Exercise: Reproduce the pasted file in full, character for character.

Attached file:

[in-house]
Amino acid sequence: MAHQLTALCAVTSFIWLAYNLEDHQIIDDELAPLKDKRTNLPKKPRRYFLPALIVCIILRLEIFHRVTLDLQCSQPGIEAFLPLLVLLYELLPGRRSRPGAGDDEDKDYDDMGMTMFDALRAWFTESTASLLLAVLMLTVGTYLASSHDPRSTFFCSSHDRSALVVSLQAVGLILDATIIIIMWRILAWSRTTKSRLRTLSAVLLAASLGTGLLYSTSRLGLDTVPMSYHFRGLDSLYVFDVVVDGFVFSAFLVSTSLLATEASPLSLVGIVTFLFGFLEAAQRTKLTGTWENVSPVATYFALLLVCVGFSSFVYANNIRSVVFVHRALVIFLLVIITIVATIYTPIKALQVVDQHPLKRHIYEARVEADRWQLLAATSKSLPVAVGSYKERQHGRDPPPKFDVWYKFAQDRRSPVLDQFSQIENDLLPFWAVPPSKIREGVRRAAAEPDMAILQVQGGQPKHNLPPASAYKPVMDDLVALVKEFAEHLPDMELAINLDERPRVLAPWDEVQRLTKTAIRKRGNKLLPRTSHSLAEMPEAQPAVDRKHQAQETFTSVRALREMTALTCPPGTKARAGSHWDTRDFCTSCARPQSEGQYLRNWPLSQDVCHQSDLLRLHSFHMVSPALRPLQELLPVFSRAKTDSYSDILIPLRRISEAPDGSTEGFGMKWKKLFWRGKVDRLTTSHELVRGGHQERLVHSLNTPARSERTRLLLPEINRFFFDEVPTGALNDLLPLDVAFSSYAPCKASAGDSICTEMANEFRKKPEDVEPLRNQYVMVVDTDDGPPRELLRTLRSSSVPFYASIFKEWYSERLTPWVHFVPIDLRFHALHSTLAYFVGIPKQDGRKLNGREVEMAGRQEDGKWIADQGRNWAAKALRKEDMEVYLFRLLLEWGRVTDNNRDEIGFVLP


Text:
[in-house]
Amino acid sequence: MAHQLTALCAVTSFIWLAYNLEDHQIIDDELAPLKDKRTNLPKKPRRYFLPALIVCIILRLEIFHRVTLDLQCSQPGIEAFLPLLVLLYELLPGRRSRPGAGDDEDKDYDDMGMTMFDALRAWFTESTASLLLAVLMLTVGTYLASSHDPRSTFFCSSHDRSALVVSLQAVGLILDATIIIIMWRILAWSRTTKSRLRTLSAVLLAASLGTGLLYSTSRLGLDTVPMSYHFRGLDSLYVFDVVVDGFVFSAFLVSTSLLATEASPLSLVGIVTFLFGFLEAAQRTKLTGTWENVSPVATYFALLLVCVGFSSFVYANNIRSVVFVHRALVIFLLVIITIVATIYTPIKALQVVDQHPLKRHIYEARVEADRWQLLAATSKSLPVAVGSYKERQHGRDPPPKFDVWYKFAQDRRSPVLDQFSQIENDLLPFWAVPPSKIREGVRRAAAEPDMAILQVQGGQPKHNLPPASAYKPVMDDLVALVKEFAEHLPDMELAINLDERPRVLAPWDEVQRLTKTAIRKRGNKLLPRTSHSLAEMPEAQPAVDRKHQAQETFTSVRALREMTALTCPPGTKARAGSHWDTRDFCTSCARPQSEGQYLRNWPLSQDVCHQSDLLRLHSFHMVSPALRPLQELLPVFSRAKTDSYSDILIPLRRISEAPDGSTEGFGMKWKKLFWRGKVDRLTTSHELVRGGHQERLVHSLNTPARSERTRLLLPEINRFFFDEVPTGALNDLLPLDVAFSSYAPCKASAGDSICTEMANEFRKKPEDVEPLRNQYVMVVDTDDGPPRELLRTLRSSSVPFYASIFKEWYSERLTPWVHFVPIDLRFHALHSTLAYFVGIPKQDGRKLNGREVEMAGRQEDGKWIADQGRNWAAKALRKEDMEVYLFRLLLEWGRVTDNNRDEIGFVLP